November 2020 – Reading Group Roundup

Read the original Reading Group Roundup in Inside Time here.

PRG produces a weekly handout called Bookstuff with short stories, poems, brain teasers and quizzes. If you haven’t seen it, do ask around. And to whet your appetite, here’s a sample of what you’ll get.

Fairness and Equality: what do they mean?

John and Margaret went shopping to buy Christmas presents for their three sons: Matthew 14, Mark 12 and Luke 10. The loving parents always tried to treat their children equally. This year they had budgeted to spend £100 on each of them.
For once it looked as if their shopping would be trouble-free, for they soon found what they were looking for: handheld PlayBoy games consoles at £100 each. Just as they were about to take three to the checkout, John noticed a special offer. If you bought two of the new, top of the range PlayBoyPlusMax consuls at £150 each, you would get an original PlayBoy free.
They could spend the same amount of money and get superior goods.
‘We can’t do that,’ said Margaret. ‘That would be unfair, since one of the boys would be getting less than the others.’ ‘But Margaret,’ said John,
excited at the thought of borrowing his sons’ new toys, ‘How can it be unfair? This way, none of them gets a worse gift than he would have done, and two of them do better. But if we don’t take the offer, then two of the kids are worse off than they would otherwise be.’

‘I want them all to be equal,’ replied Margaret. ‘Even if it means making them worse off?’
(Source, Julian Baggini, The Pig that Wants to be Eaten and 99 Other Thought Experiments)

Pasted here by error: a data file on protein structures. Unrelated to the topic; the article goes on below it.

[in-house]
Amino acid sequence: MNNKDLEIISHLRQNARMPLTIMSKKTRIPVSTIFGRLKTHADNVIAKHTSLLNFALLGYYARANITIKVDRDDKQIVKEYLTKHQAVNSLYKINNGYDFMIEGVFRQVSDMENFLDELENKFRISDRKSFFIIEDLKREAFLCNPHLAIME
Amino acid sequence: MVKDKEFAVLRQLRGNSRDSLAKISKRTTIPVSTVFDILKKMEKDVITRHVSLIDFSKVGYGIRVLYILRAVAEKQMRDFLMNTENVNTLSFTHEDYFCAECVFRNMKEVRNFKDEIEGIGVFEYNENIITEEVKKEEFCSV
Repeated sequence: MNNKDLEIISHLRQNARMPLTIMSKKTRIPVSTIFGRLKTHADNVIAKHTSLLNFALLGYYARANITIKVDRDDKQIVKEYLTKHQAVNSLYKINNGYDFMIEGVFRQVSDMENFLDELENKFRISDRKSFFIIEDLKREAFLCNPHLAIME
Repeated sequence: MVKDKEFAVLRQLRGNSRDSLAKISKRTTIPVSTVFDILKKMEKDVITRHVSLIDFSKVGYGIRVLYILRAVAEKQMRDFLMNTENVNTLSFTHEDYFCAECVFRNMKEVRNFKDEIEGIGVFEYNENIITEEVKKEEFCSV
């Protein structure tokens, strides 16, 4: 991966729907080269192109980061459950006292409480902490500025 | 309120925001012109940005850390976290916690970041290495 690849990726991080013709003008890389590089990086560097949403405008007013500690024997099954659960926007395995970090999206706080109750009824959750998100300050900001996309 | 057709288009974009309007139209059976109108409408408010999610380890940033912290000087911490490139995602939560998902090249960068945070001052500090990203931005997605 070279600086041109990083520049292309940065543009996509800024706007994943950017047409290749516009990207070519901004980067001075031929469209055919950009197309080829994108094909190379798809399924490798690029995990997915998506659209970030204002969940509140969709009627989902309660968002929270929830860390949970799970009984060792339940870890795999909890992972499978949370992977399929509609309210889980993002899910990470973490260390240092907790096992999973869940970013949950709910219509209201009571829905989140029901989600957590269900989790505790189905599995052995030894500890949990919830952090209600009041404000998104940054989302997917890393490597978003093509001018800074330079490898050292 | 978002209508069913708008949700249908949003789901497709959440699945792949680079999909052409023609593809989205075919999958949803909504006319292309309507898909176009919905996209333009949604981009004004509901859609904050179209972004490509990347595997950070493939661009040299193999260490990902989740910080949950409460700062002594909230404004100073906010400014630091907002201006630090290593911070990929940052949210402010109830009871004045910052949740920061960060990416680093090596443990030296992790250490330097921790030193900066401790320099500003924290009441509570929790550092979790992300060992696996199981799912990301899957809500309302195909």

• Is something boring because of it or because of you?
• If all religions were banned, would there be more or less war in the world?
• Can dogs have a sense of humour?
• If scientists could create a new species of animal purely for testing medicines on, should they do it?

Three love poems written at very different times but all with something powerful to say…

Westron wynde, when wilt thou blow,
The smalle raine downe can raine?
Christ if my love were in my armes,
And I in my bedde againe.
Anonymous, early 1500s

A Red Red Rose
O my Luve is like a red, red rose
That’s newly sprung in June;
O my Luve is like the melody
That’s sweetly played in tune.

So fair art thou, my bonnie lass,
So deep in luve am I;
And I will luve thee still, my dear,
Till a’ the seas gang dry.

Till a’ the seas gang dry, my dear,
And the rocks melt wi’ the sun;
I will love thee still, my dear,
While the sands o’ life shall run.

And fare thee weel, my only luve!
And fare thee weel awhile!
And I will come again, my luve,
Though it were ten thousand mile.
Robert Burns (1759 – 1796)

Giving Up Smoking
There’s not a Shakespeare sonnet
Or a Beethoven quartet
That’s easier to like than you
Or harder to forget.
You think that sounds extravagant?
I haven’t finished yet —
I like you more than I would like
To have a cigarette.
Wendy Cope (b. 1945)

Read the full edition here.

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